Five years after its enactment, the Dodd-Frank Wall Street Reform and Consumer Protection Act of 2010 remains controversial. Critics argue that the statute imposes disproportionately large compliance costs on small community banks, institutionalizes “too big to fail,” and drives up the cost of banking services to consumers. Comparing Dodd-Frank to past securities reforms, particularly those of the New Deal, shows that these three problems are related and are nearly inevitable features of post-crisis legislation.
The late Larry Ribstein explores the principles of a liberty-oriented securities regulatory regime.
The federal securities laws comprise one of the most important categories of regulation in the U.S. Particularly since Sarbanes-Oxley and Dodd-Frank, this regulation has been blamed for inhibiting innovation and imposing a significant regulatory tax on business activity. This essay considers some general principles for ensuring that securities regulation stays within limits that are consistent with a free and productive society. My central principle is that regulation should go only as far as necessary to protect market actors’ freedom to raise capital and invest in productive business ventures.
It is important to emphasize at the outset that regulation of disclosure and fraud can support rather than restrict liberty. Securities regulation promotes entrepreneurial activity by enabling investors to trust small and young firms that otherwise might not have an opportunity to develop public reputations. Firms in countries that lack these mechanisms may need to rely on family ties. This sharply limits the potential for large-scale business activities. Robust securities regulation is arguably one reason why this country has long had the world’s strongest capital markets. Thus it is important not simply to banish securities regulation because it can be costly, but focus on reasonable regulation that encourages productive business activity.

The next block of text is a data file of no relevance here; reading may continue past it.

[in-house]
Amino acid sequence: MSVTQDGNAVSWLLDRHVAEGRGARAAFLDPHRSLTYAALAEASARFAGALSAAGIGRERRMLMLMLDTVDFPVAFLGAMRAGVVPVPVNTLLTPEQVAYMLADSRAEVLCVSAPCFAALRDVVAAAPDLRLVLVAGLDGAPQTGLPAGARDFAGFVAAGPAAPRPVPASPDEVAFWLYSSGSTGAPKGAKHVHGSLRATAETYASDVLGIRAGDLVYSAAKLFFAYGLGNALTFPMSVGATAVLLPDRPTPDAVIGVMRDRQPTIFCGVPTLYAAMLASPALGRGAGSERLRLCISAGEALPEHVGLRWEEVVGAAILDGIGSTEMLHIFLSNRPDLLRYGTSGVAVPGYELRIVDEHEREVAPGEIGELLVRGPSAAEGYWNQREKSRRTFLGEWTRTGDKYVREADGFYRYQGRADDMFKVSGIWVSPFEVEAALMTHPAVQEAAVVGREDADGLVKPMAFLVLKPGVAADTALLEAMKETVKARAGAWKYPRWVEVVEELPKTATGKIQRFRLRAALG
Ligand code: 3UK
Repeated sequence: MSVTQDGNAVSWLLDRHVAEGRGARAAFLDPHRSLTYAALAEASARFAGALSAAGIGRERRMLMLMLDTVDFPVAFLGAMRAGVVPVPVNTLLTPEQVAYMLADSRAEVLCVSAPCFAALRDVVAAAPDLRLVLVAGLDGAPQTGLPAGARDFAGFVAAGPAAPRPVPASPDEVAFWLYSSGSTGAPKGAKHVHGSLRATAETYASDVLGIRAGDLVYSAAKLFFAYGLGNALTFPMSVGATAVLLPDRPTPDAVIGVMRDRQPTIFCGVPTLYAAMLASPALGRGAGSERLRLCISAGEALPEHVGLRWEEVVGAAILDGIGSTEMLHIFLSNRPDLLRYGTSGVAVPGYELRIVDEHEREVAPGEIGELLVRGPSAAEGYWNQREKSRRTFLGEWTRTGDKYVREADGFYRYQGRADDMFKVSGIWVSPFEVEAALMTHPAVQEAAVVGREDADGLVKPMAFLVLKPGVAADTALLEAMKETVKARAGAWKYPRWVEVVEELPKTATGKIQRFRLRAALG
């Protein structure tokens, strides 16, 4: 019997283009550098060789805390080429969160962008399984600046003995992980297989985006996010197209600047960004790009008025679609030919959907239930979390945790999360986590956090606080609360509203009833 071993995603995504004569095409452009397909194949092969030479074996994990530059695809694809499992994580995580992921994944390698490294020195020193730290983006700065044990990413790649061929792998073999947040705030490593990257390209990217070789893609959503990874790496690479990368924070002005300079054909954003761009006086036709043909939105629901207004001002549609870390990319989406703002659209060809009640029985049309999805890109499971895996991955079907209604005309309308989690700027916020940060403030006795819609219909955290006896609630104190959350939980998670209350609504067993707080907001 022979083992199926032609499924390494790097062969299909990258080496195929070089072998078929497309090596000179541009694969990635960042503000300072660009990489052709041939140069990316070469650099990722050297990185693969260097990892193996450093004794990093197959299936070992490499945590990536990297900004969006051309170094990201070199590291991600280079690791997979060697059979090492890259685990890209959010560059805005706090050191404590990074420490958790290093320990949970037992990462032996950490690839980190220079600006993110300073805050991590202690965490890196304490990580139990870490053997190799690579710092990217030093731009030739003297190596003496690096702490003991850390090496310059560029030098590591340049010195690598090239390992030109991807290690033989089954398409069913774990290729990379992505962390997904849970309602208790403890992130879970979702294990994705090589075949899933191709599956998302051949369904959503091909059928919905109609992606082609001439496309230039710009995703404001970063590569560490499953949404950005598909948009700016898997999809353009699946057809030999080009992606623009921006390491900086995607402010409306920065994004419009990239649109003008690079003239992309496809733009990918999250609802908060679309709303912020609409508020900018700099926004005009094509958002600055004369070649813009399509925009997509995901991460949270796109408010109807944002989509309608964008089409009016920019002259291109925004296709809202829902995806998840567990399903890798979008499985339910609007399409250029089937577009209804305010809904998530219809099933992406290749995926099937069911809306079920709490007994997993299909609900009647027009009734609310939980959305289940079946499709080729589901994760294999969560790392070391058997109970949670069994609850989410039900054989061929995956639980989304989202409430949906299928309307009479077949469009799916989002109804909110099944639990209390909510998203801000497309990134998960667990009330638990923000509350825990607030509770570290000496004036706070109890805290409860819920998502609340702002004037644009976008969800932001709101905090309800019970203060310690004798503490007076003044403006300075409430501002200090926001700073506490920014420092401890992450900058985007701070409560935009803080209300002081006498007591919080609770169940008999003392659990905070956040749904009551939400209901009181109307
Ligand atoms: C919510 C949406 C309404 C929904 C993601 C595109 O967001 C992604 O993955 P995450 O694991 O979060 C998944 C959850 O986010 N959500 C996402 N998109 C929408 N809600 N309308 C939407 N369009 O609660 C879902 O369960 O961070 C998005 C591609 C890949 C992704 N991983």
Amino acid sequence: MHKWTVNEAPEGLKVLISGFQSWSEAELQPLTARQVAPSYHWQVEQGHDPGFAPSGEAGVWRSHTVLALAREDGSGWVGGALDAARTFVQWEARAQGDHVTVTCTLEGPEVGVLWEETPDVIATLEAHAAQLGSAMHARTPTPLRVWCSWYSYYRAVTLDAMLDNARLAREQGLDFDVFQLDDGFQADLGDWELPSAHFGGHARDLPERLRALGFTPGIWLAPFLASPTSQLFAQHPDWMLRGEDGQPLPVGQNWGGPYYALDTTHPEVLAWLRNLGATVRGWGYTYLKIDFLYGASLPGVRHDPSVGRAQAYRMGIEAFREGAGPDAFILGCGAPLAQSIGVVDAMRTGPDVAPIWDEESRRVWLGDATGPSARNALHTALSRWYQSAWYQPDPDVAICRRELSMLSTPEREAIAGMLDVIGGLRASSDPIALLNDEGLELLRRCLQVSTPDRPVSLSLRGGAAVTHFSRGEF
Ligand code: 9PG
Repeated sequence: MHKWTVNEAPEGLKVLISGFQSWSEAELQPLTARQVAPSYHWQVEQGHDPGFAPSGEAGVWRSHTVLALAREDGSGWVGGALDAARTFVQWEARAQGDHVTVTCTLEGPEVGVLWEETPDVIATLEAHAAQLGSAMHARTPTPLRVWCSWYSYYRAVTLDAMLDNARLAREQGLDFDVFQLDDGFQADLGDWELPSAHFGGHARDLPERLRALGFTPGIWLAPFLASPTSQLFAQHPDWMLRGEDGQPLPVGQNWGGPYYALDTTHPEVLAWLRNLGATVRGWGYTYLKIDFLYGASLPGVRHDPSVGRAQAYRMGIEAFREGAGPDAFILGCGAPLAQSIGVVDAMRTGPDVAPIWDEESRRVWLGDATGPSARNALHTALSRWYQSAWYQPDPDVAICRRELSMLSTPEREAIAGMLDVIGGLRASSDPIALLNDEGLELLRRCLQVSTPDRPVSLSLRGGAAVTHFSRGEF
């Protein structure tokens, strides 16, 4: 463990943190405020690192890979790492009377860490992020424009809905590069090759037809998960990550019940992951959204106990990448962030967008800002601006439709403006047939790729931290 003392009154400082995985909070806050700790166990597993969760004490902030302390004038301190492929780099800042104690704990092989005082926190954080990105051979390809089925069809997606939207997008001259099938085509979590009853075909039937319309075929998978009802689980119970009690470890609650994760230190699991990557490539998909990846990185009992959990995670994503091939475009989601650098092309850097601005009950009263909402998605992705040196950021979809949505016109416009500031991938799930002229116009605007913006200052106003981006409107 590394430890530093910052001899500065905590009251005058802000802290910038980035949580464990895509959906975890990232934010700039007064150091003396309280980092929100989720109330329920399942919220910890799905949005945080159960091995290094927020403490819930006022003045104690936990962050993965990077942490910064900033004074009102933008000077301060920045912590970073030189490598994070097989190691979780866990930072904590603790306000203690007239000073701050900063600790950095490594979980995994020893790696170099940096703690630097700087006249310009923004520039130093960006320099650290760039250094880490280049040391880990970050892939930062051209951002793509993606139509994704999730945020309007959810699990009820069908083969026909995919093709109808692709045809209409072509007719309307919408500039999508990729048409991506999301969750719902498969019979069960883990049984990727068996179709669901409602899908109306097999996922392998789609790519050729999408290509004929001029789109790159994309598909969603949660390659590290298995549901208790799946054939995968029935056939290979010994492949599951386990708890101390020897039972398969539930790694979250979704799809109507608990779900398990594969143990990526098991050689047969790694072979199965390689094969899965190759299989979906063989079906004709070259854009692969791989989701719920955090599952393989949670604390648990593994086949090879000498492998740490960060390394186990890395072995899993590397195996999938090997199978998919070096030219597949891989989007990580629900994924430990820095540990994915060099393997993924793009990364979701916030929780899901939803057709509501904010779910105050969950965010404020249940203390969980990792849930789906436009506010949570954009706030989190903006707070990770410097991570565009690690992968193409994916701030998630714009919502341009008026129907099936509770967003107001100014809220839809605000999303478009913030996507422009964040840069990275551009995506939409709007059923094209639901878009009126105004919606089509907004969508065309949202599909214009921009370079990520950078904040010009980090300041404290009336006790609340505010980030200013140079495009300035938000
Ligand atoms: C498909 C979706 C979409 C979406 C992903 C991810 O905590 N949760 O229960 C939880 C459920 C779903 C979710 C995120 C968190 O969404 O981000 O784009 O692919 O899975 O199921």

The core principle underlying securities regulation is the prohibition of fraud. Fraud is costly in part because it forces buyers to go to the trouble of investigating the truth and sellers to give buyers costly assurances. The government can reduce these costs by providing a credible enforcement mechanism that encourages firms and sellers to tell the truth. This is especially important for securities. In contrast to tangible goods whose qualities are apparent from inspection, securities often merely promise future rewards from the efforts of unseen promoters.
An important question in developing principles for securities regulation is how far this regulation should go beyond simply ensuring that the seller is not lying. In other words, why should not the law simply stop with the common law of fraud, as it did a century ago?